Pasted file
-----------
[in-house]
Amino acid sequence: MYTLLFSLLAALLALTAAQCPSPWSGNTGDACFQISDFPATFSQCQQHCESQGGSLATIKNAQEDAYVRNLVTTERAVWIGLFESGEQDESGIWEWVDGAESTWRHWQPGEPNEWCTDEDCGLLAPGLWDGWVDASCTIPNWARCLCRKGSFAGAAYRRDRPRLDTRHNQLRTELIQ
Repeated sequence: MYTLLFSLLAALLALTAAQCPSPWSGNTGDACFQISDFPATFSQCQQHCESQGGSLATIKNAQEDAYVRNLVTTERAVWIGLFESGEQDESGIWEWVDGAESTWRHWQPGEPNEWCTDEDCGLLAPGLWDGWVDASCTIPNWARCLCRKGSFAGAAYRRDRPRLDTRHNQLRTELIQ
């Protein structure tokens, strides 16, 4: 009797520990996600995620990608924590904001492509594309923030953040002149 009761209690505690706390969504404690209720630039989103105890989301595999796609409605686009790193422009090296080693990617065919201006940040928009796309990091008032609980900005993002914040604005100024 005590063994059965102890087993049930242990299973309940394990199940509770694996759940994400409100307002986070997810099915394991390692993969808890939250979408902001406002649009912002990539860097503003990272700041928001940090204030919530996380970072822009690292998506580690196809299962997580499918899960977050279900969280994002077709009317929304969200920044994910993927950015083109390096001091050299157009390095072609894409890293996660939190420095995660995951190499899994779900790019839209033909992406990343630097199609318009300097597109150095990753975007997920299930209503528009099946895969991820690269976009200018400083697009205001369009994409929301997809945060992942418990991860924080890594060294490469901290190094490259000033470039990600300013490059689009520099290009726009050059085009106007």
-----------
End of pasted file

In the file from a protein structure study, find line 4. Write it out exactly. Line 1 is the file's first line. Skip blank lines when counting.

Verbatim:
């Protein structure tokens, strides 16, 4: 009797520990996600995620990608924590904001492509594309923030953040002149 009761209690505690706390969504404690209720630039989103105890989301595999796609409605686009790193422009090296080693990617065919201006940040928009796309990091008032609980900005993002914040604005100024 005590063994059965102890087993049930242990299973309940394990199940509770694996759940994400409100307002986070997810099915394991390692993969808890939250979408902001406002649009912002990539860097503003990272700041928001940090204030919530996380970072822009690292998506580690196809299962997580499918899960977050279900969280994002077709009317929304969200920044994910993927950015083109390096001091050299157009390095072609894409890293996660939190420095995660995951190499899994779900790019839209033909992406990343630097199609318009300097597109150095990753975007997920299930209503528009099946895969991820690269976009200018400083697009205001369009994409929301997809945060992942418990991860924080890594060294490469901290190094490259000033470039990600300013490059689009520099290009726009050059085009106007």